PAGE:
Research studies have shown that esketamine treats major depressive disorder with a response rate of nearly 70% and that these results can be rapid compared to other medications. In one study, esketamine demonstrated statistically significant effects compared to placebo on the severity of depression, and for some, the effect was seen as quickly as two days.

The new UC Davis Health clinic will initially deliver about 20 esketamine treatments per week and plans to gear up to around 50 per week. Patients will generally receive treatment twice weekly for the first month, once weekly for the second month, and once every one to two weeks for maintenance treatment.

Candidates for esketamine treatment are adults who have tried two other antidepressants without significant improvement and those with major depressive disorder with suicidal ideation.

In addition to Kales and Kahn, other TMS-certified psychiatrists providing care at the new clinic include John Onate, Lorin Scher, Amy Barnhorst and James Alan Bourgeois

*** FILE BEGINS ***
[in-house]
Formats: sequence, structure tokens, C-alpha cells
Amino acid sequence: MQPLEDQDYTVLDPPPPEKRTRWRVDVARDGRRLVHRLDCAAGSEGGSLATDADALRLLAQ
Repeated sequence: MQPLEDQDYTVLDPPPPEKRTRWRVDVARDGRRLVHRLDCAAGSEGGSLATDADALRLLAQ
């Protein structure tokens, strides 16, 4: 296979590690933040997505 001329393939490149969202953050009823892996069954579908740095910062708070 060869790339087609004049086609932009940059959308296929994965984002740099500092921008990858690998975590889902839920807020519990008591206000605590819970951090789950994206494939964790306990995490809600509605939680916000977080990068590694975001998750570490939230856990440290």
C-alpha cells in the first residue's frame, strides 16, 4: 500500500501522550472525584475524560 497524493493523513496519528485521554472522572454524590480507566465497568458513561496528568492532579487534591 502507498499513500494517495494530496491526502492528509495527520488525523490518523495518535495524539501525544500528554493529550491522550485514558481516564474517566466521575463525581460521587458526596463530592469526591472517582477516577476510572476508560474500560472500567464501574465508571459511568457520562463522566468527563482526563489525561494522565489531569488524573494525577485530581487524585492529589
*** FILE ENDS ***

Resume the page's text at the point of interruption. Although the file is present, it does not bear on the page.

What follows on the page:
Two new faculty members have also been recruited. Kate Marder is a psychiatrist with extensive professional experience in TMS, ECT, and ketamine. Manpreet Singh is a psychiatrist who specializes in the neurobiology underlying mood disorders and related psychiatric conditions. Matt Settle, psychiatric nurse practitioner, will also be providing care at the APT clinic.

Depression research in the future

Once the clinic moves into the new Cannery location next year, it will offer expanded treatments, with more TMS machines and intravenous ketamine in addition to esketamine nasal spray.

The clinic will also engage in clinical trials, including investigations of new TMS algorithms that utilize functional neuroimaging to identify treatment locations, and surgical interventions for refractory major depressive disorder in concert with the Department of Neurosurgery.  The APT clinic will also support trials of psychedelics and non-hallucinogenic psychedelic analogues, the latter in collaboration with the UC Davis Institute for Psychedelics and Neurotherapeutics.

Although there are many promising new treatments, the APT Clinic is taking an evidence-based approach to potential new therapies.

“New psychiatric interventions, including psychedelics and other novel neurotherapeutics, offer a lot of hope for people struggling with mental health disorders,” Kales said. “Hope is great, but we need the evidence to back it up. With the new clinic, we will be able to evaluate the potential effectiveness of these new treatments for mental health disorders.”